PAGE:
BEIJING: One of China’s top coronavirus experts has warned that the nation is facing a second outbreak due to the increasing number of infections detected among new arrivals from abroad, reports Daily Mail.
Professor Li Lanjuan, a member of Beijing’s expert team on the virus, said she was ‘very worried that imported cases could trigger another large-scale epidemic in our country’.
Her comment came after health officials reported the country’s first case of someone who is believed to have contracted the disease, known as COVID-19, from another person returning from abroad.
It also came as life in former epicentre Wuhan is slowly returning to normal following a two-month draconian lockdown.
Prof Li, 73, told China News that the control and prevention of imported cases was an ‘arduous’ task for medical workers.
She said: ‘This requires us to continue to intensify our efforts and work tirelessly to prevent the coronavirus pneumonia epidemic from spreading in other cities.’
Prof Li has led her medical team to fight the virus in Wuhan for more than 50 days.
She told state newspaper People’s Daily in Wuhan: ‘The mission in Wuhan has not been accomplished, and there are still many critical patients. Furthermore, I think the current situation in our country is very tough.
‘[I am] very worried that imported cases could trigger another large-scale epidemic in our country.
‘Can we make every effort to guard our country and prevent another epidemic from happening? This is a tough challenge.’
She also demanded officials identify those who were struck down by the virus but have not been officially diagnosed. She warned that they could re-ignite the epidemic.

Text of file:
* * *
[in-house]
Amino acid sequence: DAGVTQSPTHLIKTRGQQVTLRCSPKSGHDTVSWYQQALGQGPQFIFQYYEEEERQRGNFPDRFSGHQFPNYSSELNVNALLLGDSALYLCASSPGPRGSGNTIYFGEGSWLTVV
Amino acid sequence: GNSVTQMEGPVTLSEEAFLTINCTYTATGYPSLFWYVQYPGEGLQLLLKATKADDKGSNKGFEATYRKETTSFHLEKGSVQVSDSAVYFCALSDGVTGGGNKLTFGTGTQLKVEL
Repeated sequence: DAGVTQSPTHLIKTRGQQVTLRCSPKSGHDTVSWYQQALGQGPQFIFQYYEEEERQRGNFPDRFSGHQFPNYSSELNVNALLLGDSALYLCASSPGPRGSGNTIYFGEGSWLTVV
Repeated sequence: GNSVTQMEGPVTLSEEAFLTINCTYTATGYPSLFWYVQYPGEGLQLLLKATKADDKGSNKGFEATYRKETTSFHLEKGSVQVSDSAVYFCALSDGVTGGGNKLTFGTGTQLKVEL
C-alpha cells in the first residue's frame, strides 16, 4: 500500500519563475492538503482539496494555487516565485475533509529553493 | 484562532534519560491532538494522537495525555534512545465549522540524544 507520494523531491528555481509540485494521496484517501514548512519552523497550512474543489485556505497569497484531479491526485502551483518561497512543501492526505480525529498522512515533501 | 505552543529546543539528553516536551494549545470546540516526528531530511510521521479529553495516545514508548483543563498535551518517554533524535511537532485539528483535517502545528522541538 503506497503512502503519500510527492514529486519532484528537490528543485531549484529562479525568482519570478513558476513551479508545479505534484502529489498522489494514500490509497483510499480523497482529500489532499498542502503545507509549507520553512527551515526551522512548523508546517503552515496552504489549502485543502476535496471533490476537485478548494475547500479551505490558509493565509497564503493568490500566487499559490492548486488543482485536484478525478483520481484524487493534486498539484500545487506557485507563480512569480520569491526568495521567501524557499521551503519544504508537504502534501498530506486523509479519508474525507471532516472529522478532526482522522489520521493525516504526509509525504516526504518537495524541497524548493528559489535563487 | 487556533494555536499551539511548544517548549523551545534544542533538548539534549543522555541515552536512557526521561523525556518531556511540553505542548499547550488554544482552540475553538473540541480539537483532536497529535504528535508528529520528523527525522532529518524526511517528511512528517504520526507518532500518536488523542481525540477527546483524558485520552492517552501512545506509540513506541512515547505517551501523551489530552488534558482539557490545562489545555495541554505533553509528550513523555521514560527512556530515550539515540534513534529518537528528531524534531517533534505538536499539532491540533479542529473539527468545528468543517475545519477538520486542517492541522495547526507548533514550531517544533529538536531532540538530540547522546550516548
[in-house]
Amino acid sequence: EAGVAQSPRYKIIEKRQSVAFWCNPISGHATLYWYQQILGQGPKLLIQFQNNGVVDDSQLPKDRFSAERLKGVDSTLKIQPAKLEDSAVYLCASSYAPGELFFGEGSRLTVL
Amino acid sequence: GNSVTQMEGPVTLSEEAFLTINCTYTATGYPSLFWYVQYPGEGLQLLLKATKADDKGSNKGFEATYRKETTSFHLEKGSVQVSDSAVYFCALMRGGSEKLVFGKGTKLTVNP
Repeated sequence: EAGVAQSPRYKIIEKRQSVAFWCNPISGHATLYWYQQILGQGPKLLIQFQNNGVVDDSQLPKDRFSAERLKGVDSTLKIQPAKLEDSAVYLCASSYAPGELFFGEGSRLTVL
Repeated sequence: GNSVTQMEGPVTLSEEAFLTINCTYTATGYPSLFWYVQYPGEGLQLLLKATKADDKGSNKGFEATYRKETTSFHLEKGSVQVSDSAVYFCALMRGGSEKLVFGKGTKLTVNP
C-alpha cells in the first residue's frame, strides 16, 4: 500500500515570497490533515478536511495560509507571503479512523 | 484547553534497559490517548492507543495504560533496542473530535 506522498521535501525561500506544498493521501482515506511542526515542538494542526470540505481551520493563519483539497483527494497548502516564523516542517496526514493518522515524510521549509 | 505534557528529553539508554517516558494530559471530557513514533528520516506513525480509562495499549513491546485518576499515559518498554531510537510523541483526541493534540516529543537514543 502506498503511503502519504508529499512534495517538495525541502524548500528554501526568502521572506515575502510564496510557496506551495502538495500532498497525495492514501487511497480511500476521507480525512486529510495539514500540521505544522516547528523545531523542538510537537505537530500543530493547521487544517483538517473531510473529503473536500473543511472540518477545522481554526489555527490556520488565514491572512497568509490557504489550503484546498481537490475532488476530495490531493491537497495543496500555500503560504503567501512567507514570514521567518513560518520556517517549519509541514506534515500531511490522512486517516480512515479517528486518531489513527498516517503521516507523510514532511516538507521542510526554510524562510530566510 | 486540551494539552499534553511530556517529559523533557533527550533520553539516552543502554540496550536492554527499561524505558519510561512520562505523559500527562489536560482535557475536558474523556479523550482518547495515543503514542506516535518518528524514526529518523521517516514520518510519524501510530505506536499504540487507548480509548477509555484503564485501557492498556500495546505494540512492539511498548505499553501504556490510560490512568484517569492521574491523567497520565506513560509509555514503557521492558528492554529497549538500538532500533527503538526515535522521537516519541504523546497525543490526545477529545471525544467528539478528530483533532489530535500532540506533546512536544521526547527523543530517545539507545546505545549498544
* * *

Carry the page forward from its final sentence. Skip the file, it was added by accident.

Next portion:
Doctors in Guangzhou, the provincial capital of Guangdong, have diagnosed a coronavirus patient who fell ill after having close contact with a person entering China from Turkey.
This is the first coronavirus case in the country with a direct link to an imported case. The Guangzhou Municipal Health Commission called it ‘a case related to an imported case’ in a statement on Sunday.
The 54-year-old man, known by his surname Jin, experienced muscle pain and a lack of strength on March 17. He was hospitalised on March 20 with a slight fever and tested positive the next day.
Mr Jin was a close contact with another confirmed case, 34-year-old Ms Lin, who stayed in Istanbul from January 22 to March 8 on a business trip.
Ms Lin flew back to Guangzhou on March 9 via Bangkok. She did not show any symptoms upon entering the country and stayed at home most of the time afterwards.
She was diagnosed on March 21 after the city’s infectious disease authority gave her a test.
People’s Daily, the mouthpiece of China’s Communist Party, warned of the emergence of Mr Jin’s case.
In explaining its significance, the newspaper quoted health experts from Guangzhou and said: ‘Cases related to imported cases are the second-generation cases brought in from abroad. It means the close contacts of [the imported cases] have been transmitted and fallen ill.